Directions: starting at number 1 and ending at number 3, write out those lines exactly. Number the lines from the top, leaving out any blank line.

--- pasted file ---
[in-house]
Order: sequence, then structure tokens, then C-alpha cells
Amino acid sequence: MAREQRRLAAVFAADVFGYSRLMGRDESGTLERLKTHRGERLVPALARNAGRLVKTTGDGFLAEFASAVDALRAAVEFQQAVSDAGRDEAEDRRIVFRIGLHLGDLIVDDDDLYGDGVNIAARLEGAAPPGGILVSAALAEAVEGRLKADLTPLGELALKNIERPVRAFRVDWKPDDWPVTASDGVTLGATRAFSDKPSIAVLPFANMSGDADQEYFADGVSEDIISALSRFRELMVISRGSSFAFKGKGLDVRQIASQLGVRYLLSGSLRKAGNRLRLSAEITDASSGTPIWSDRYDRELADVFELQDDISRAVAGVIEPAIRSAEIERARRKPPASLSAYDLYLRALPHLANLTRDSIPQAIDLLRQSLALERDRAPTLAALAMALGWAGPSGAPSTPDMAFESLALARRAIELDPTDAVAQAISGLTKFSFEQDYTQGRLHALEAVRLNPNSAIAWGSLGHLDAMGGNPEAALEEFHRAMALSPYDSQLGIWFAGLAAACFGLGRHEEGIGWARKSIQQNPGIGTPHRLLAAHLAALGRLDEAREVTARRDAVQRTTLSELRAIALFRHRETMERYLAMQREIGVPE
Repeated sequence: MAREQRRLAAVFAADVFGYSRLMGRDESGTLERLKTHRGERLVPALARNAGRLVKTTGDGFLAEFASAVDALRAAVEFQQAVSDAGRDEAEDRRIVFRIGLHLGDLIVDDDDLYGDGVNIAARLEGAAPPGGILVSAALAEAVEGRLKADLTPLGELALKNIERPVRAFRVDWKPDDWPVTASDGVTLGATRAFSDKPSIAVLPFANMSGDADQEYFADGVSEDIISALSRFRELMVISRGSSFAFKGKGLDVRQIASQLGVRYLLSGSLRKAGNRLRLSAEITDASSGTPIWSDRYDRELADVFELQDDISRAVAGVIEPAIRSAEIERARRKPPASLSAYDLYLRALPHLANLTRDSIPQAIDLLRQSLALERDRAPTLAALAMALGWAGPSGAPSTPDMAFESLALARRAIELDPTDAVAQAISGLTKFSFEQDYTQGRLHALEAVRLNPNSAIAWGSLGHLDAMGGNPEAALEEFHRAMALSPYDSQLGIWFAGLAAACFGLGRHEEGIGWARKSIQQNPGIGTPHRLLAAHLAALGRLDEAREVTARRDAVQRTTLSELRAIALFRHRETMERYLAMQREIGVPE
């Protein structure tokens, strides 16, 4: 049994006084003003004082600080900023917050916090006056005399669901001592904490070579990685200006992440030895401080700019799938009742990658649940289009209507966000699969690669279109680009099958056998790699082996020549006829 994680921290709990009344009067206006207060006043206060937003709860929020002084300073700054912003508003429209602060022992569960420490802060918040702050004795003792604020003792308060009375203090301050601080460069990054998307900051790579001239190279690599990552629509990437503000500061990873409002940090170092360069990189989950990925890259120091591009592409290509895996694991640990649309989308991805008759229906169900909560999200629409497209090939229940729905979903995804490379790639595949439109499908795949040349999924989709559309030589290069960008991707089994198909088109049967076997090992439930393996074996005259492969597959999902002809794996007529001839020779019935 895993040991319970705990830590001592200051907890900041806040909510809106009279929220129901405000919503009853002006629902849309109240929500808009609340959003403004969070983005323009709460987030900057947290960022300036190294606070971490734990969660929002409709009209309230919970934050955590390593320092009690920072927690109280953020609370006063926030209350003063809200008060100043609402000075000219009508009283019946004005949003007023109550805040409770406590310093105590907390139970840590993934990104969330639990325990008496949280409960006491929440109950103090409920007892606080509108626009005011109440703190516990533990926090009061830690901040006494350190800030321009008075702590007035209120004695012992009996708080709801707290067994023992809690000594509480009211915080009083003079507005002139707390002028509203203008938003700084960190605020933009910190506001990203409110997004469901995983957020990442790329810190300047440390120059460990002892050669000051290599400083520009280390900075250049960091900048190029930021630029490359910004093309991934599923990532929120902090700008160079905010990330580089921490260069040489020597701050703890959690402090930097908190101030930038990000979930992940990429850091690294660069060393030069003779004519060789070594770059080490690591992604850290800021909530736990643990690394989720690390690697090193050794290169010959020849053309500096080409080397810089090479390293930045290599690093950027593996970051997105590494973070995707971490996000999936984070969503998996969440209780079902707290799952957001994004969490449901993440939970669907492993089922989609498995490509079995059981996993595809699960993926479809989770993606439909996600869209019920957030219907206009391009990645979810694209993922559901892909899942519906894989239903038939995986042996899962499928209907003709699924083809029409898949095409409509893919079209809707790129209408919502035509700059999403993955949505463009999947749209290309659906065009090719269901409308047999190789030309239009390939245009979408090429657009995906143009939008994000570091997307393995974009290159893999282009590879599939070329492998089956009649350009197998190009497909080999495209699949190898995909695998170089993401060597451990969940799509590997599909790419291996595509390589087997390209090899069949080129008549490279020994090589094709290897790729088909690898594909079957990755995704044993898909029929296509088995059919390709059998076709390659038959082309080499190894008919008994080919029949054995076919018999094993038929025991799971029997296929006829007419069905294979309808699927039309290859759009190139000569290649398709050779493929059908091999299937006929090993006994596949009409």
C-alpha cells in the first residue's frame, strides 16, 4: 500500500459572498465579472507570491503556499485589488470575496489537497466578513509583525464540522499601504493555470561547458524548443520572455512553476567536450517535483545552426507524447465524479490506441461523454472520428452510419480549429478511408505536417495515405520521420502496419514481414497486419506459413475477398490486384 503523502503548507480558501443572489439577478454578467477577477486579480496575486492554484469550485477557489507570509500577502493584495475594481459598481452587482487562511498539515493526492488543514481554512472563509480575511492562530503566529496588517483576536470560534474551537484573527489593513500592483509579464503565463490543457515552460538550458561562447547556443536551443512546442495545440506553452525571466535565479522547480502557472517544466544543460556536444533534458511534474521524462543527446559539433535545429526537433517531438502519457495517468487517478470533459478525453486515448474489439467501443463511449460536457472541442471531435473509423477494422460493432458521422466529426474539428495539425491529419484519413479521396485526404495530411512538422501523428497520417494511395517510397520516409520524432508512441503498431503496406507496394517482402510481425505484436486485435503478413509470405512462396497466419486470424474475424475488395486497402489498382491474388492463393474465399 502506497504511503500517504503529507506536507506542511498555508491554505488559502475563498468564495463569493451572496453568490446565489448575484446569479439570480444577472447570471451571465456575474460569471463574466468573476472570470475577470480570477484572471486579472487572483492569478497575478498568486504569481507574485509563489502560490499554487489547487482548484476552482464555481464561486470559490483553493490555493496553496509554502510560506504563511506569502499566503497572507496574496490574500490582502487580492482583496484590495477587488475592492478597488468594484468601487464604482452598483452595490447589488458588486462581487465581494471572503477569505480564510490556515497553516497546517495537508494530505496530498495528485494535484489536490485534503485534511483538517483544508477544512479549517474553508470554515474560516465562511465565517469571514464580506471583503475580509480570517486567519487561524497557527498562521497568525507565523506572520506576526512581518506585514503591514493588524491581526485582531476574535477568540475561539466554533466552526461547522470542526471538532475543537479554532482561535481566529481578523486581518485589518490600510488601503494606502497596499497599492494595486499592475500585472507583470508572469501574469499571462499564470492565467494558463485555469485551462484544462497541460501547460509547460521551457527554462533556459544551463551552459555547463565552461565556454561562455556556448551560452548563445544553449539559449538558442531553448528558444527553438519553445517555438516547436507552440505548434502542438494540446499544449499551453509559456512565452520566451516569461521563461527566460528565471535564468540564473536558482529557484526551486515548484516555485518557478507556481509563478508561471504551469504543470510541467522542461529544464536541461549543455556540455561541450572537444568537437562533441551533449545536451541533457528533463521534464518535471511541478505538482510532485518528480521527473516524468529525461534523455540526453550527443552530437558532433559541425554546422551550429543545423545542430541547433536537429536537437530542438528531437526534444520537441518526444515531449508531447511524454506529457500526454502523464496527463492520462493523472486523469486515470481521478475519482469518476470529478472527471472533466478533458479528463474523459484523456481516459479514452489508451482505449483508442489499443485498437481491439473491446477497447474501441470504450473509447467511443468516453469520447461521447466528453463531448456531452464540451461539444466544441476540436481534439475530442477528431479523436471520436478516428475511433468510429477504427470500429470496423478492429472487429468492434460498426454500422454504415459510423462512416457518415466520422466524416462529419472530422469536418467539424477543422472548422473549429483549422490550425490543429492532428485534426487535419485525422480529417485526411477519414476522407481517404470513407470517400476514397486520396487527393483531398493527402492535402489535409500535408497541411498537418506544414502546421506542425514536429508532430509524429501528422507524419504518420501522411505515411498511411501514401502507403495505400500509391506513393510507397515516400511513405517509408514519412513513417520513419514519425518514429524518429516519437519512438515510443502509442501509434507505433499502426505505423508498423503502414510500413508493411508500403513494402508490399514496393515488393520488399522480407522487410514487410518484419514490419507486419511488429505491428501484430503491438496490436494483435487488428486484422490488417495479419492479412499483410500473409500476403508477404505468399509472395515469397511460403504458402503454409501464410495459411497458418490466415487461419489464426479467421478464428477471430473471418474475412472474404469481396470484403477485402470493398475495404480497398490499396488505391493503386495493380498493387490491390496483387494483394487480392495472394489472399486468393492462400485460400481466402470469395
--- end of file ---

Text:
[in-house]
Order: sequence, then structure tokens, then C-alpha cells
Amino acid sequence: MAREQRRLAAVFAADVFGYSRLMGRDESGTLERLKTHRGERLVPALARNAGRLVKTTGDGFLAEFASAVDALRAAVEFQQAVSDAGRDEAEDRRIVFRIGLHLGDLIVDDDDLYGDGVNIAARLEGAAPPGGILVSAALAEAVEGRLKADLTPLGELALKNIERPVRAFRVDWKPDDWPVTASDGVTLGATRAFSDKPSIAVLPFANMSGDADQEYFADGVSEDIISALSRFRELMVISRGSSFAFKGKGLDVRQIASQLGVRYLLSGSLRKAGNRLRLSAEITDASSGTPIWSDRYDRELADVFELQDDISRAVAGVIEPAIRSAEIERARRKPPASLSAYDLYLRALPHLANLTRDSIPQAIDLLRQSLALERDRAPTLAALAMALGWAGPSGAPSTPDMAFESLALARRAIELDPTDAVAQAISGLTKFSFEQDYTQGRLHALEAVRLNPNSAIAWGSLGHLDAMGGNPEAALEEFHRAMALSPYDSQLGIWFAGLAAACFGLGRHEEGIGWARKSIQQNPGIGTPHRLLAAHLAALGRLDEAREVTARRDAVQRTTLSELRAIALFRHRETMERYLAMQREIGVPE